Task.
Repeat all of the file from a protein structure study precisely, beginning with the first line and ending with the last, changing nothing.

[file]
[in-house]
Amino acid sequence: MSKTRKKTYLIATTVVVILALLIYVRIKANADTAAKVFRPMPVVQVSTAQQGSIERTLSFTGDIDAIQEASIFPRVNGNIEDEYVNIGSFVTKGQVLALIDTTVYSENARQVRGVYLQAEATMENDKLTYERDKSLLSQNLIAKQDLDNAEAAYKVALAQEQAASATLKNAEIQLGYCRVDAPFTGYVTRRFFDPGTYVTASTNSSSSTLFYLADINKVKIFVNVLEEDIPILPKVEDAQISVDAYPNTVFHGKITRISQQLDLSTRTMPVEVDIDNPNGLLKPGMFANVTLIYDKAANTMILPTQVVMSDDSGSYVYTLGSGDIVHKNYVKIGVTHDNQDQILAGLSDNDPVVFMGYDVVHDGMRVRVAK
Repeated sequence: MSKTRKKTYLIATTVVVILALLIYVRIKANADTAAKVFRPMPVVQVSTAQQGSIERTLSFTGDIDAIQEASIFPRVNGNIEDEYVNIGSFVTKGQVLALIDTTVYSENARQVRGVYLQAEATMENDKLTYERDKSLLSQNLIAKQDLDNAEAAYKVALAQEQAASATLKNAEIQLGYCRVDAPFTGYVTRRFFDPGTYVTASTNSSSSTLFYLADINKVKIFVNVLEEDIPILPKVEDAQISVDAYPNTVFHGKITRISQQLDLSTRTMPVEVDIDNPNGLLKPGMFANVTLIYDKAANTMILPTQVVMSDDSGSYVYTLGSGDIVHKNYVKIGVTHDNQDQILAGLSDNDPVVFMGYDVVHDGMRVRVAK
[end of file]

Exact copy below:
[in-house]
Amino acid sequence: MSKTRKKTYLIATTVVVILALLIYVRIKANADTAAKVFRPMPVVQVSTAQQGSIERTLSFTGDIDAIQEASIFPRVNGNIEDEYVNIGSFVTKGQVLALIDTTVYSENARQVRGVYLQAEATMENDKLTYERDKSLLSQNLIAKQDLDNAEAAYKVALAQEQAASATLKNAEIQLGYCRVDAPFTGYVTRRFFDPGTYVTASTNSSSSTLFYLADINKVKIFVNVLEEDIPILPKVEDAQISVDAYPNTVFHGKITRISQQLDLSTRTMPVEVDIDNPNGLLKPGMFANVTLIYDKAANTMILPTQVVMSDDSGSYVYTLGSGDIVHKNYVKIGVTHDNQDQILAGLSDNDPVVFMGYDVVHDGMRVRVAK
Repeated sequence: MSKTRKKTYLIATTVVVILALLIYVRIKANADTAAKVFRPMPVVQVSTAQQGSIERTLSFTGDIDAIQEASIFPRVNGNIEDEYVNIGSFVTKGQVLALIDTTVYSENARQVRGVYLQAEATMENDKLTYERDKSLLSQNLIAKQDLDNAEAAYKVALAQEQAASATLKNAEIQLGYCRVDAPFTGYVTRRFFDPGTYVTASTNSSSSTLFYLADINKVKIFVNVLEEDIPILPKVEDAQISVDAYPNTVFHGKITRISQQLDLSTRTMPVEVDIDNPNGLLKPGMFANVTLIYDKAANTMILPTQVVMSDDSGSYVYTLGSGDIVHKNYVKIGVTHDNQDQILAGLSDNDPVVFMGYDVVHDGMRVRVAK